Jon was a confident leader. Passionate about his business and his products and had a clear vision of the kind of culture he wanted to create: famous in the market for creating a workplace that people look forward to getting to every day and which got talked about as the place to be, all of which meant his teams consistently exceed what customers expect.
As the business grew, so did his leadership team, including investors with different priorities to Jon. Tensions started to appear and he could feel divisions where there used to be none, which also began filtering into the wider business. The vision was fading and he needed to bring it back on track.
Jon’s experience is not unique. Especially in fast-growth businesses where investment is needed to scale up. Investors bring a whole new dynamic as team members, with apparently competing interests, need to find a way through together.
Research* shows this reality for top UK teams:
47% believe there are important issues to discuss which are hidden due to high inhibition and lack of trust.
30% recognise fundamental divisions exist in the team over their view of the future.
By not discussing the important issues, divisions will occur because the ability to understand each others’ perspectives widens until there can come a point where the relationships are irretrievable.
The issues might be about expectations of the role each person should play, expectations about the skills or attributes each person should bring which don’t match the reality, different views about the direction they think business should be going, breakdowns in communication, frustrations about the way the work is being done, and meetings which sap time and life out of the day….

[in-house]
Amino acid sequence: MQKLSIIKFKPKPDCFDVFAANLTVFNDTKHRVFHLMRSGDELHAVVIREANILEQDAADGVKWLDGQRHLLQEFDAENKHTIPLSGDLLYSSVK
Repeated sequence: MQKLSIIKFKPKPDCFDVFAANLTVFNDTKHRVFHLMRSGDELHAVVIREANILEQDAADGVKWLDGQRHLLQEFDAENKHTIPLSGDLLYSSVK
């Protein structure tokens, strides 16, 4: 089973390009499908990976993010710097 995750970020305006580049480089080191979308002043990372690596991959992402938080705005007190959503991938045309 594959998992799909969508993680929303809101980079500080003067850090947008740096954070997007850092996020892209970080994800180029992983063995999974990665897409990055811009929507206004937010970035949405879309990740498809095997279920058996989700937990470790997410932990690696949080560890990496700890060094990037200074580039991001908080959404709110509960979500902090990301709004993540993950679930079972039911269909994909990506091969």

Fear of some kind or other is usually at the root of not speaking up about the issues. Even for the MD or CEO who might be worried what will happen if they open the can of worms, concerned about whether they’ll be able to handle what comes out, and what impact it will have on their reputation if they’re not able to handle it. This stuff takes skill and courage.
There is another way.
When a team becomes courageous and have these hidden conversations they grow and develop in transformative ways. When we feel safe to take risks we can share our perspective and feel valued for what we bring. This then enables the team to generate ideas, learn, helpfully disagree, create possibilities, which then sets the team up to be innovative and meet challenges head on – aligned in what they’re doing and why they’re doing it.
Using the Aligning Teams Approach with Jon and his team enabled them to have these courageous conversations and appreciate each other’s perspectives and strengths. They aligned behind a common vision and set off as a powerful collective to make it a reality.
A key part of Jon’s team’s success now is credited to him having the courage to stand up and say they needed help from outside the team.
Zoe and Helen work with top teams enabling them to harness their collective power. Get in touch to find out how we can help you keep your team on the same track. email@example.com
*Source – Andrew Kakabadse, Henley Business School, January 2016